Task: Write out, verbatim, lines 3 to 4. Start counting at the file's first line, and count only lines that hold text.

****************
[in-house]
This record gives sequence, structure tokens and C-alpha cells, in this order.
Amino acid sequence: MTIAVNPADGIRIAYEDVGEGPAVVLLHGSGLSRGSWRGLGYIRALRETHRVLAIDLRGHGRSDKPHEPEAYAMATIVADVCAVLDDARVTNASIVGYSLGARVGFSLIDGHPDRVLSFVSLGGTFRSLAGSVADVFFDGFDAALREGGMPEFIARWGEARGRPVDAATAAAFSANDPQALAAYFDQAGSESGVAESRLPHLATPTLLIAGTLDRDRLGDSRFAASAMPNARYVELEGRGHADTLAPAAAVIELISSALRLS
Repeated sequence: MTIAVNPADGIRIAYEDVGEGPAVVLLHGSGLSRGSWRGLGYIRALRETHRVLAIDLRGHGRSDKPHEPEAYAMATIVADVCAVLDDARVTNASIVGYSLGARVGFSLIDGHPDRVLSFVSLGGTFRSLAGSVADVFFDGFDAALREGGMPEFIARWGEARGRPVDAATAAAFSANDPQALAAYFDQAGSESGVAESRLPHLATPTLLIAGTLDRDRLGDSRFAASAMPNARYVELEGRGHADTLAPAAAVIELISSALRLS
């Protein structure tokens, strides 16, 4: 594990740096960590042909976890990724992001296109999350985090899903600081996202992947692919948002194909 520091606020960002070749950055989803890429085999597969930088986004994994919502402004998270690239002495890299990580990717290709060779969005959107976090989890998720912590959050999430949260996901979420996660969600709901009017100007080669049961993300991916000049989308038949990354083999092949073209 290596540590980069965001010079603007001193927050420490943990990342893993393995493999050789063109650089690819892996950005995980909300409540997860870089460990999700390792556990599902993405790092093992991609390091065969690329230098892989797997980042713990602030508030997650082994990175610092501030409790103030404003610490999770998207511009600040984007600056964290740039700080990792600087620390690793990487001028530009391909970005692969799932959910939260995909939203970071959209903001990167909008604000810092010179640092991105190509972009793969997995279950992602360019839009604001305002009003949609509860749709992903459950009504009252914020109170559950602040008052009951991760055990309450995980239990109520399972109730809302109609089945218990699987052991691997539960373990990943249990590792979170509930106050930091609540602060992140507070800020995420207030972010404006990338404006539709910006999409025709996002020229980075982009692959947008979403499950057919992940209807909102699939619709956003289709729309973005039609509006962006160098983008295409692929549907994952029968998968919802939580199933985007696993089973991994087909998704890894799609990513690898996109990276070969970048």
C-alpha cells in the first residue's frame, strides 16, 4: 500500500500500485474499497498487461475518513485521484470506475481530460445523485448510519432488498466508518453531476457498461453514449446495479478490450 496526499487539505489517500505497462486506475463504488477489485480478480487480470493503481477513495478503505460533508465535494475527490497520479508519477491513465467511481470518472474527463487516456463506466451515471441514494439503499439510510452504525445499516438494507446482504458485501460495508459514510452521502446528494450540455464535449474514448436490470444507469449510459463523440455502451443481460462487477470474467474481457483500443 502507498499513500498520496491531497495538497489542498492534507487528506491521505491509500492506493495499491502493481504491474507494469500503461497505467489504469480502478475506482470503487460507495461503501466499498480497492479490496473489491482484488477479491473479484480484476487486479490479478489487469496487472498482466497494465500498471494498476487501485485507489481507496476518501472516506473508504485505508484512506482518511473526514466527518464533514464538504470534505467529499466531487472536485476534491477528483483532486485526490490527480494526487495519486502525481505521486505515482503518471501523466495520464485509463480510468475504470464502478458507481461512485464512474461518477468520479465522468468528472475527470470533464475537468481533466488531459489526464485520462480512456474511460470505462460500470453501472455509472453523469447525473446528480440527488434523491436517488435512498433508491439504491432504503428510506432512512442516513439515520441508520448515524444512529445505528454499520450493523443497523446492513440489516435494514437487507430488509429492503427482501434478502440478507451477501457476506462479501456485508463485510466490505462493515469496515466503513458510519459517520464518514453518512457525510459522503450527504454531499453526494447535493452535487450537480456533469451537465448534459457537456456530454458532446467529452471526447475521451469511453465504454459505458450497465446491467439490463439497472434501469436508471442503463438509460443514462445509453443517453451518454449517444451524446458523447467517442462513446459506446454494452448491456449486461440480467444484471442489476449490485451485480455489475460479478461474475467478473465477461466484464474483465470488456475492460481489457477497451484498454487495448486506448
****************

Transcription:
Amino acid sequence: MTIAVNPADGIRIAYEDVGEGPAVVLLHGSGLSRGSWRGLGYIRALRETHRVLAIDLRGHGRSDKPHEPEAYAMATIVADVCAVLDDARVTNASIVGYSLGARVGFSLIDGHPDRVLSFVSLGGTFRSLAGSVADVFFDGFDAALREGGMPEFIARWGEARGRPVDAATAAAFSANDPQALAAYFDQAGSESGVAESRLPHLATPTLLIAGTLDRDRLGDSRFAASAMPNARYVELEGRGHADTLAPAAAVIELISSALRLS
Repeated sequence: MTIAVNPADGIRIAYEDVGEGPAVVLLHGSGLSRGSWRGLGYIRALRETHRVLAIDLRGHGRSDKPHEPEAYAMATIVADVCAVLDDARVTNASIVGYSLGARVGFSLIDGHPDRVLSFVSLGGTFRSLAGSVADVFFDGFDAALREGGMPEFIARWGEARGRPVDAATAAAFSANDPQALAAYFDQAGSESGVAESRLPHLATPTLLIAGTLDRDRLGDSRFAASAMPNARYVELEGRGHADTLAPAAAVIELISSALRLS